Saint Pauls [afterw.] The Saint Pauls magazine, ed. by A. Trollope, Volume 1

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Anthony Trollope
1868
 

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Page 711 - ... of business; it has enabled man to descend to the depths of the sea, to soar into the air, to penetrate securely into the noxious recesses of the earth, to traverse the land in cars which whirl along without horses, and the ocean in ships which run ten knots an hour against the wind; These are but a part of its fruits, and of its first fruits.
Page 696 - Alas, how easily things go wrong! A sigh too much, or a kiss too long, And there follows a mist and a weeping rain, And life is never the same again.
Page 710 - It has lengthened life; it has mitigated pain; it has extinguished diseases; it has increased the fertility of the soil; it has given new securities to the mariner; it has furnished new arms to the warrior; it has spanned great rivers and estuaries with bridges of form unknown to our fathers; it has guided the thunderbolt innocuously from heaven to earth; it has lighted up the night with the...
Page 685 - They smoothed her tresses of dark brown hair; On her forehead of stone they laid it fair; Over her eyes that gazed too much They drew the lids with a gentle touch; With a tender touch they closed up well The sweet thin lips that had secrets to tell; About her brows and...
Page 707 - A world all rocking and plunging, like that old Roman one when the measure of its iniquities was full ; the abysses, and subterranean and supernal deluges, plainly broken loose ; in the wild dim-lighted chaos all stars of Heaven gone out.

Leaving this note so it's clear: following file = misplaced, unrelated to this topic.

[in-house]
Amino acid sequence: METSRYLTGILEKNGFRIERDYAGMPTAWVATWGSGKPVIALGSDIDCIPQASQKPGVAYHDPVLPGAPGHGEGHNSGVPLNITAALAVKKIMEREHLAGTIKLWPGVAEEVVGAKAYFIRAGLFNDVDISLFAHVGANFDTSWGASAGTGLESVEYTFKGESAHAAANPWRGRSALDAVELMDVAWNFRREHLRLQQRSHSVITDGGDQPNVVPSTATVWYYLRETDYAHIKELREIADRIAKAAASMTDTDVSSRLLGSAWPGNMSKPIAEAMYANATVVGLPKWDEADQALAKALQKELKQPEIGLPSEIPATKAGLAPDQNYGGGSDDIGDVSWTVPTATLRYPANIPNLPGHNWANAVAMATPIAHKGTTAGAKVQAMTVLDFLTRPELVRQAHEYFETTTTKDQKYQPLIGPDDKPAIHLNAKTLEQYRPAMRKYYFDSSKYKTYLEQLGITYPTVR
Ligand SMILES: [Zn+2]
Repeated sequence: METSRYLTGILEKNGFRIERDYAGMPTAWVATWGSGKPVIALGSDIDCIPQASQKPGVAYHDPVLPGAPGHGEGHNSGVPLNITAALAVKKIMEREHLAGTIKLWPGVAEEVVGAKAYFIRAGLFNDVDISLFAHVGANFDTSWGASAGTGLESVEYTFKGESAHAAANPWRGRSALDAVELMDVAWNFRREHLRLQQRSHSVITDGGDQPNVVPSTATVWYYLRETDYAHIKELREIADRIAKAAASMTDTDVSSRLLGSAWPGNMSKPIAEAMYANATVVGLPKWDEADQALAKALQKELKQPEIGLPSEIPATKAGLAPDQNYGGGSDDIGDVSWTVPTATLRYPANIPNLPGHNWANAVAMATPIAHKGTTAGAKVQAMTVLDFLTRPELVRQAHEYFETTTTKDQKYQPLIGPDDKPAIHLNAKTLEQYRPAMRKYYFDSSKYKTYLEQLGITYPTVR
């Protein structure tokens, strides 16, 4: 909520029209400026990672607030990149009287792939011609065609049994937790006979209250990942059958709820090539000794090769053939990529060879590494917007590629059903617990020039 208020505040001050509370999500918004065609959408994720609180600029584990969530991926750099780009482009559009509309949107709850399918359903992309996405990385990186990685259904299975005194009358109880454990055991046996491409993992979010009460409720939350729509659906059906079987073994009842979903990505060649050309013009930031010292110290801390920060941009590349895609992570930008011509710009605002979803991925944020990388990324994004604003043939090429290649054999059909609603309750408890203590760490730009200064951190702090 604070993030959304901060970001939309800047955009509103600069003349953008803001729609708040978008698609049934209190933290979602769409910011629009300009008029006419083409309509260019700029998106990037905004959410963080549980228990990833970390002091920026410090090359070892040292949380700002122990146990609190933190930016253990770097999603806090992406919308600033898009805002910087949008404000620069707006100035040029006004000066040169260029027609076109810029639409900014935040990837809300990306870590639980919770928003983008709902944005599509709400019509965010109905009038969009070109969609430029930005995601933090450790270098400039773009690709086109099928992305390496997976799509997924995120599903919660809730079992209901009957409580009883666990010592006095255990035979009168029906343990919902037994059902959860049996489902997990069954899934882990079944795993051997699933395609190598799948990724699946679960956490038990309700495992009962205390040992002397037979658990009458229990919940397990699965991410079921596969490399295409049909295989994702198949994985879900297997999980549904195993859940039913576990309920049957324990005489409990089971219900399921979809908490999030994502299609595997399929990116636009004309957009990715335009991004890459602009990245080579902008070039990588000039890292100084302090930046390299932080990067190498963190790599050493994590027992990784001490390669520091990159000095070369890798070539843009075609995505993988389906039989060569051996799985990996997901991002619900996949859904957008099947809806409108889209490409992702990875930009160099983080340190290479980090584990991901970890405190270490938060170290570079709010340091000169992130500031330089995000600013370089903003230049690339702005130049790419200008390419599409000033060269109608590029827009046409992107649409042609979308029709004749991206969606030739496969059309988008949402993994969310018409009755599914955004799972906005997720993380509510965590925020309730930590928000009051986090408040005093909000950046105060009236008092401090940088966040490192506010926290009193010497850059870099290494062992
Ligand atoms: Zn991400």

Page 623 - House, the work of his life was not difficult. Having nothing to construct, he could always deal with generalities. Being free from responsibility, he was not called upon either to study details or to master even great facts. It was his business to inveigh against existing evils, and perhaps there is no easier business when once the privilege of an audience has been attained.
Page 686 - There must be pleasures in dying, Sweet, To make you so placid from head to feet! " I would tell you, Darling, if I were dead, And 'twere your hot tears upon my brow shed. "I would say, though the angel of death had laid His sword on my lips to keep it unsaid. " You should not ask, vainly, with streaming eyes, Which in Death's touch was the chiefest surprise; "The very strangest and suddenest thing Of all the surprises that dying must bring.
Page 685 - And they held their breath till they left the room, With a shudder, to glance at its stillness and gloom. But he who loved her too well to dread The sweet, the stately, the beautiful dead, He lit his lamp and took the key And turned it. Alone again — he and she! He and she ; but she would not speak, Though he kissed, in the old place, the quiet cheek.
Page 112 - I wouldn't change my views in politics either for you or for the Earl, though each of you carried seats in your breeches pockets. If I go into Parliament, I shall go there as a sound Liberal — not to support a party, but to do the best I can for the country. I tell you so, and I shall tell the Earl the same.
Page 553 - THOSE who have walked in an evening by the sedgy sides of unfrequented rivers, must remember a variety of notes from different water-fowl : the loud scream of the wild goose, the croaking of the mallard, the whining of the lapwing, and the tremulous neighing of the jack-snipe. But of all those sounds, there is none so dismally hollow as the booming of the bittern.

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